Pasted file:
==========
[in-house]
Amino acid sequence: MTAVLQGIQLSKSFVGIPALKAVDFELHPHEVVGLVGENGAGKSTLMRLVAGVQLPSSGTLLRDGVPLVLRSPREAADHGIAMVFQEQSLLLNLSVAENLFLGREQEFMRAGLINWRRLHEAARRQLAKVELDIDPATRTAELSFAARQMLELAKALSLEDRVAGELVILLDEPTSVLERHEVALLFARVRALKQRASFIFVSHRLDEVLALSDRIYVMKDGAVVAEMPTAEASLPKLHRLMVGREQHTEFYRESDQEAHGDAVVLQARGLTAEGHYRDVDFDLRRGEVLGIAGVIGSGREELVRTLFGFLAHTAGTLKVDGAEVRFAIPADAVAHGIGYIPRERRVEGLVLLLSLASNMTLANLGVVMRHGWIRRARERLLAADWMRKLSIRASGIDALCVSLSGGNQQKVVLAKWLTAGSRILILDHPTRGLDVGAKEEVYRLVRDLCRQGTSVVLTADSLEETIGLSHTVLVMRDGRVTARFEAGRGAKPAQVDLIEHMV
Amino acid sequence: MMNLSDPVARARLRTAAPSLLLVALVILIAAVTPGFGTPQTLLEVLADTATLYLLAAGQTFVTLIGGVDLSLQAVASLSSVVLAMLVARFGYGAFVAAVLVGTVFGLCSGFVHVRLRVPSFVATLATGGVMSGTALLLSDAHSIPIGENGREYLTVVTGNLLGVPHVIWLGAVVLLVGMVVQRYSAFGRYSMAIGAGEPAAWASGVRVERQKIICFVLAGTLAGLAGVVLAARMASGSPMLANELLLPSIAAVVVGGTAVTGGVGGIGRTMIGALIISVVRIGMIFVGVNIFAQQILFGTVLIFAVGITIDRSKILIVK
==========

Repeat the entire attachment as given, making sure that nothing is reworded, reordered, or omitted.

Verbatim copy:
[in-house]
Amino acid sequence: MTAVLQGIQLSKSFVGIPALKAVDFELHPHEVVGLVGENGAGKSTLMRLVAGVQLPSSGTLLRDGVPLVLRSPREAADHGIAMVFQEQSLLLNLSVAENLFLGREQEFMRAGLINWRRLHEAARRQLAKVELDIDPATRTAELSFAARQMLELAKALSLEDRVAGELVILLDEPTSVLERHEVALLFARVRALKQRASFIFVSHRLDEVLALSDRIYVMKDGAVVAEMPTAEASLPKLHRLMVGREQHTEFYRESDQEAHGDAVVLQARGLTAEGHYRDVDFDLRRGEVLGIAGVIGSGREELVRTLFGFLAHTAGTLKVDGAEVRFAIPADAVAHGIGYIPRERRVEGLVLLLSLASNMTLANLGVVMRHGWIRRARERLLAADWMRKLSIRASGIDALCVSLSGGNQQKVVLAKWLTAGSRILILDHPTRGLDVGAKEEVYRLVRDLCRQGTSVVLTADSLEETIGLSHTVLVMRDGRVTARFEAGRGAKPAQVDLIEHMV
Amino acid sequence: MMNLSDPVARARLRTAAPSLLLVALVILIAAVTPGFGTPQTLLEVLADTATLYLLAAGQTFVTLIGGVDLSLQAVASLSSVVLAMLVARFGYGAFVAAVLVGTVFGLCSGFVHVRLRVPSFVATLATGGVMSGTALLLSDAHSIPIGENGREYLTVVTGNLLGVPHVIWLGAVVLLVGMVVQRYSAFGRYSMAIGAGEPAAWASGVRVERQKIICFVLAGTLAGLAGVVLAARMASGSPMLANELLLPSIAAVVVGGTAVTGGVGGIGRTMIGALIISVVRIGMIFVGVNIFAQQILFGTVLIFAVGITIDRSKILIVK